By allowing ads to appear on this site, you support the local businesses who, in turn, support great journalism.
Everyone needs to take a deep breath and count to 20 over the coronavirus
Dennis Wyatt
Dennis Wyatt

Corona beer sales are supposedly down.

And if it because what a poll in USA Today contends it is, it is because we have nothing to fear but fear itself.

According to the poll 38 percent of those surveyed said they would not drink Corona because of guess what else — the coronavirus. Sixteen percent said they actually can’t figure out which is which.

Welcome to the world where knowledge doubles roughly every two or so years while our ability to think and reason decreases proportionately.

I’m not about to make light of people’s fears and concerns but everyone needs to take a deep breath and count to 20.

As of Tuesday, March 3 there have been 3,110 confirmed deaths worldwide from the coronavirus and another 90,893 cases.

To put that in perspective the Center for Disease Control last September reported an abnormally high number of people died from the flu in the United States in 2018. There were 80,000 plus deaths compared to 12,000 lives lost during a typical mild flu season in the country and 55,000 that was the previous bench mark for a severe season. Rest assured there was a 100-fold plus people who we sickened by the flu and who knows how many more who dealt with the flu but never accessed a medical facility so they end up as part of a count.

Social media tends to drive the conversation today much in the same way back fence gossip did back in the unenlightened age before the advent of people taking the $700 plus bite out of the Apple. And you wonder why brilliant folks that invent new technology such as Steve Jobs and his ilk heavily restrict their own children’s access to the tech version of meth that has a tendency to rot reason much the same way the real drug rots teeth.

Whatever is trending on social media “the media” feeds on in order to build clicks. It now almost seems honorable back in the day of yellow journalism where those whose only standard was driving circulation to increase their wealth banked heavily on guts and gore and played to the lowest common denominator.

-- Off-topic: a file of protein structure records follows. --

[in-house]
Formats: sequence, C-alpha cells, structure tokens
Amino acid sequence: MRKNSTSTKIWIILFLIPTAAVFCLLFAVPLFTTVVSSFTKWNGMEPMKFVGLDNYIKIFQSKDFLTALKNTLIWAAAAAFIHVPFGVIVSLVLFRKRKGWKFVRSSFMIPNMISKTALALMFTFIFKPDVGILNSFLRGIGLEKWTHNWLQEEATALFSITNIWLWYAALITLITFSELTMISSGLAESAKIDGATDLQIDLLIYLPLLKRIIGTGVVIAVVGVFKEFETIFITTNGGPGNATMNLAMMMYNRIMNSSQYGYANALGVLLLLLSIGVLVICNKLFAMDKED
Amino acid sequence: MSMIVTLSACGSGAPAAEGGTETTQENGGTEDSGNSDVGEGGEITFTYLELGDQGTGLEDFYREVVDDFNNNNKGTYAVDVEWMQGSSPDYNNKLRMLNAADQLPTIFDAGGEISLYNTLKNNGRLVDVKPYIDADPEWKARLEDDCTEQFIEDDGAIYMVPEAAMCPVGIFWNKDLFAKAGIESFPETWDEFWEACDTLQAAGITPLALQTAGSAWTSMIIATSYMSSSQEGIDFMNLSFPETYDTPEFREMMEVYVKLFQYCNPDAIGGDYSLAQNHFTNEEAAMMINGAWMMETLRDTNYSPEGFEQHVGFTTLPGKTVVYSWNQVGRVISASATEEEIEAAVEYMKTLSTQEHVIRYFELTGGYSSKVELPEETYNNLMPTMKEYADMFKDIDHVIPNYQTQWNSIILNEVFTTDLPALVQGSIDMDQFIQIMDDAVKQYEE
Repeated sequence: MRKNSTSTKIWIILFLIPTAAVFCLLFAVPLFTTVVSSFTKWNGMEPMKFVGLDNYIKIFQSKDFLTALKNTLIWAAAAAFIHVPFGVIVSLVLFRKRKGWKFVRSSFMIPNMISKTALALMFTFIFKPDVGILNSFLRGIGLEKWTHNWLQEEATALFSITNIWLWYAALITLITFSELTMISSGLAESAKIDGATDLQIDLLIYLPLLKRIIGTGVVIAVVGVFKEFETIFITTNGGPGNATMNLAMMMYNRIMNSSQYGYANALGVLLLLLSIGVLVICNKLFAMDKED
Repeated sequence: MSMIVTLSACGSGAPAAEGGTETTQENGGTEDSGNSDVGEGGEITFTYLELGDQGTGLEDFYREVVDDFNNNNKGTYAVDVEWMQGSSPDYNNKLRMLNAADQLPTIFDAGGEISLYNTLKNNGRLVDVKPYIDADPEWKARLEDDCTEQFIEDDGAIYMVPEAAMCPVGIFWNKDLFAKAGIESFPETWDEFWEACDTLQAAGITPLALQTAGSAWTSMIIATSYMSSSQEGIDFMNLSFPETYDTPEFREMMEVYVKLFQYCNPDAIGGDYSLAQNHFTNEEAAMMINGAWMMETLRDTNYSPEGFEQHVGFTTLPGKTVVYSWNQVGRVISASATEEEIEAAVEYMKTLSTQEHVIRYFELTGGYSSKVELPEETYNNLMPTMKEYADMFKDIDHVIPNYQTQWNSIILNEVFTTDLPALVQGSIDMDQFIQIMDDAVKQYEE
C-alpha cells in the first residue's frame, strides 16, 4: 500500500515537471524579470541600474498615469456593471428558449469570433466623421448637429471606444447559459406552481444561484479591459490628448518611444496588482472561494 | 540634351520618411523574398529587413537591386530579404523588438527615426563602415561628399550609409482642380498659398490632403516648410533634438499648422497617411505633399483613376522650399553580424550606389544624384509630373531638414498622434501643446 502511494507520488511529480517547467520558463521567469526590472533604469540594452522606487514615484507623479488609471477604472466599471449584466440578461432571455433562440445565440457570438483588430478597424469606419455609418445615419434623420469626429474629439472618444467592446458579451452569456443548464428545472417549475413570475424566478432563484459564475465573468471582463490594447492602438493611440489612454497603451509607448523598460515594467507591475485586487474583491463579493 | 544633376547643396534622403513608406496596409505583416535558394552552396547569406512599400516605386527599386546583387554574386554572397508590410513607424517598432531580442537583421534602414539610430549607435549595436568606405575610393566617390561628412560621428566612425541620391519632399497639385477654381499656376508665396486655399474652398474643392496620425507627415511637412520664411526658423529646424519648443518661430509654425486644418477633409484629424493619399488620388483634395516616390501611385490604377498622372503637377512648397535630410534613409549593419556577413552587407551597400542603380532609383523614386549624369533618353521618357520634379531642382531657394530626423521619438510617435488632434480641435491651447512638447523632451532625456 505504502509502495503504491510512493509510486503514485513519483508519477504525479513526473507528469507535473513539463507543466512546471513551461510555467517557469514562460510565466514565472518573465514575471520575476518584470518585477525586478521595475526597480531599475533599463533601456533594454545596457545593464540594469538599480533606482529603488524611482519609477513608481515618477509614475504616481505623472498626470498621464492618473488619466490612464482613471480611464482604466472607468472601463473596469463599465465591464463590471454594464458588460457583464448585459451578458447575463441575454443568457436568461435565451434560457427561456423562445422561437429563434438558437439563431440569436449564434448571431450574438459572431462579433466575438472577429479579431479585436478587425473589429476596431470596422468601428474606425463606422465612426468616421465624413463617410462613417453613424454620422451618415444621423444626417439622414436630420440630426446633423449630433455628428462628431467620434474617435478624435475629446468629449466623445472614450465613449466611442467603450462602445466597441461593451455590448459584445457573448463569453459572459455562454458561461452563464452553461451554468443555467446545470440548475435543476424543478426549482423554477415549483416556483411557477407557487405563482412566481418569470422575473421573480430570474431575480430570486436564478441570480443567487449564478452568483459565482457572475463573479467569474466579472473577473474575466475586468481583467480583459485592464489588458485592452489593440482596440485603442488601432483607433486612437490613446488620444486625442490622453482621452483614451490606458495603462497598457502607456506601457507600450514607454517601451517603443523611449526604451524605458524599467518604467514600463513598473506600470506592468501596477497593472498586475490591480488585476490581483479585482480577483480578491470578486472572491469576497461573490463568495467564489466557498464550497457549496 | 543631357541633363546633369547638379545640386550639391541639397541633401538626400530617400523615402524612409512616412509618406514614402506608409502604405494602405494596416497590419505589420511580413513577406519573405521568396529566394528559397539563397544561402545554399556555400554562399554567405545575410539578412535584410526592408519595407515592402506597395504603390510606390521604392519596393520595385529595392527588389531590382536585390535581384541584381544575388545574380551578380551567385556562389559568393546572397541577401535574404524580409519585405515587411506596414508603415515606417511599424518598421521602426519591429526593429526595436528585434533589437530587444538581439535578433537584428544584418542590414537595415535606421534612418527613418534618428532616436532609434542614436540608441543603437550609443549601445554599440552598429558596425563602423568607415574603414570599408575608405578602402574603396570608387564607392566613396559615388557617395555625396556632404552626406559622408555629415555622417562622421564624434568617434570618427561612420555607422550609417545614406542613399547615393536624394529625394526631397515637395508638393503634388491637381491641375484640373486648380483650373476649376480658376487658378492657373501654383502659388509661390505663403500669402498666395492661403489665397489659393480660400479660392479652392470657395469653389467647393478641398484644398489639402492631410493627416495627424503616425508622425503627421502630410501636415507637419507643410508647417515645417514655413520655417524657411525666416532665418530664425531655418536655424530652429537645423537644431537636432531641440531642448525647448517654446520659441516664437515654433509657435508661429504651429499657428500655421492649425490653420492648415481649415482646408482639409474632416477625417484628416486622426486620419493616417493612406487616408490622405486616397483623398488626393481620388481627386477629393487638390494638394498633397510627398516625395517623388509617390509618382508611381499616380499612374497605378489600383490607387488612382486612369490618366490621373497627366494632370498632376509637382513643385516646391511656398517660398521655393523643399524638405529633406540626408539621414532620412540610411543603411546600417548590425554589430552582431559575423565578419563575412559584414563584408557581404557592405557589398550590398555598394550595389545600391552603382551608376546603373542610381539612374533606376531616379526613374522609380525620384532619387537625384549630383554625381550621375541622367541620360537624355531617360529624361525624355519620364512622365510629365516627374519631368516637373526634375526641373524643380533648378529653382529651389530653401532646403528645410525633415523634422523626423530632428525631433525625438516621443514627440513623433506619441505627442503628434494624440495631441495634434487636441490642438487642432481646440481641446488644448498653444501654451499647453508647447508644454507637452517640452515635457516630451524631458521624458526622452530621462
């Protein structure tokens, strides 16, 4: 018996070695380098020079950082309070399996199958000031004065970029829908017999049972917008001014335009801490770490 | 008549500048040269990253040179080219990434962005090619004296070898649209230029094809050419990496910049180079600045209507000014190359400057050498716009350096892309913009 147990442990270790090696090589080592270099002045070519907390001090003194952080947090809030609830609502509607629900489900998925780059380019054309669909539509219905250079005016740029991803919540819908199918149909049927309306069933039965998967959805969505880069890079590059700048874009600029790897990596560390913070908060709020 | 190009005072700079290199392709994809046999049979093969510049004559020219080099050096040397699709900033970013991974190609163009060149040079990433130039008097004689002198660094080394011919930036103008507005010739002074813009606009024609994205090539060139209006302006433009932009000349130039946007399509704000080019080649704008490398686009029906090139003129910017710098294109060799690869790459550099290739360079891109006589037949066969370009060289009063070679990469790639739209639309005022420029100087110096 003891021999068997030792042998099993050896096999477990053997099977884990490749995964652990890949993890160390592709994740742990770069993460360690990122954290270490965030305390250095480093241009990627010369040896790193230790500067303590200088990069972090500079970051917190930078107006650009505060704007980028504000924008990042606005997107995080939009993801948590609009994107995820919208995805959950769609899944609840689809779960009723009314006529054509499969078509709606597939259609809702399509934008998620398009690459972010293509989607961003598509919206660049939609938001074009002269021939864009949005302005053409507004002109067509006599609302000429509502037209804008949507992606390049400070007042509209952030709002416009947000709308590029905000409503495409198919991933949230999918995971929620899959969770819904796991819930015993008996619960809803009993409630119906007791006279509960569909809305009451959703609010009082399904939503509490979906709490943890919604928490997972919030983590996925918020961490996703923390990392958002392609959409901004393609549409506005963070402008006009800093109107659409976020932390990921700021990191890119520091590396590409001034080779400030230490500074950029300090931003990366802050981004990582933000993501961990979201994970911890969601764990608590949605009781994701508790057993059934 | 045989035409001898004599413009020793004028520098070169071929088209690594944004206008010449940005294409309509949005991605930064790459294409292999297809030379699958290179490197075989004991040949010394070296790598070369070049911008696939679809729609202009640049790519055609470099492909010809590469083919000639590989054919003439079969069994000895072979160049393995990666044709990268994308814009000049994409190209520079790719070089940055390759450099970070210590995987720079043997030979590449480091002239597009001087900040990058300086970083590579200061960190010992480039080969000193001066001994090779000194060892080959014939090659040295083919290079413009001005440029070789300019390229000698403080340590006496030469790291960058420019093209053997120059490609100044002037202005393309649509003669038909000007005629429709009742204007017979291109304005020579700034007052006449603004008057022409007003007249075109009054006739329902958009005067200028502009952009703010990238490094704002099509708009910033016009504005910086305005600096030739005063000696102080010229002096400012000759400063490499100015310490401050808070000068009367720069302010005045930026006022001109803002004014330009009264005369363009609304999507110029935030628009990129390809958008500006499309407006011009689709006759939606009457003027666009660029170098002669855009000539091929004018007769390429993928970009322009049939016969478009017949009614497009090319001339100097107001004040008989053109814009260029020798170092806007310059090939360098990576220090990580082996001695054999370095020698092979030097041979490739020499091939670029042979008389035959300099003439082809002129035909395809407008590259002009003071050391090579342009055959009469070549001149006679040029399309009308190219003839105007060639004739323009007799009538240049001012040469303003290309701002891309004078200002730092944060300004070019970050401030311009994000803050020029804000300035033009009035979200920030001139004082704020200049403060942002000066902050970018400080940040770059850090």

Technology has led to a wealth of information just the swipe of a finger away for much of the world. It includes coverage of the coronavirus as if it were a horse race with daily global body count updates as well as treating every case of a quarantine, event cancellation, or people stuck on a cruise ships as if it is an earth-shattering event.

I get the fear of the unknown of something that could kill us. But with that as the context what I don’t get is how we ignore the known.

Imagine if the media covered the flu season as if it were a combination horse race and political race. Perhaps they could give air time or space to a politician who is running for office that plays it fast and loose with accusations of ineptness on dealing with the flu among elected officials currently in charge and who they want to replace.

The social media Greek chorus could step up and help fan the “crisis” to the point where authorities — in order  to curtail widespread panic — cancel school, have pro sports teams play in empty venues and declare a public health emergency as San Francisco did even though The City by the Bay has yet to even have a confirmed coronavirus case.

Perhaps that would inspire people to get flu shots if it weren’t for the social media dissing flu shots as a bad thing.

As for Corona sales, there is a coronavirus connection. The growing fear driven by the 24/7 coronavirus coverage fueled by social media chatter about the disease is sucker punching the economy.

Budweiser and other beer producers are reporting drop offs in sales pushing 10 percent. It is being attributed to people not wanting to socialize with others due to fears they could catch the virus.

It is wise not to take chances when one’s health is at risk, or is it?

As of mid-January, there have been 57 vaping deaths and 2,602 cases of vaping illness.

While what is causing those vaping deaths is not known, there is a cure which is to stop vaping.

Yet I know of two people who continue to vape after the rash of deaths in recent months who are acting as if they will be killed at any minute from the coronavirus.

That is where we are at today.

We have known killers — the flu and vaping — that people are well aware of steps they can take to reduce their risk of death. Yet many of us don’t.

Yet because there is less that we know about the coronavirus that has yet to have an immunization whipped up to combat its spread, many of us appear to be slipping toward panic mode.

The ultimate irony will be when the politically correct punching bag du jour Big Pharma comes up with a vaccine, the social media malcontents will descend on them like a school of piranhas in a feeding frenzy incensed at whatever price the vaccine costs.

This column is the opinion of Dennis Wyatt, and does not necessarily represent the opinion of The Ceres Courier or Morris Newspaper Corp. of CA.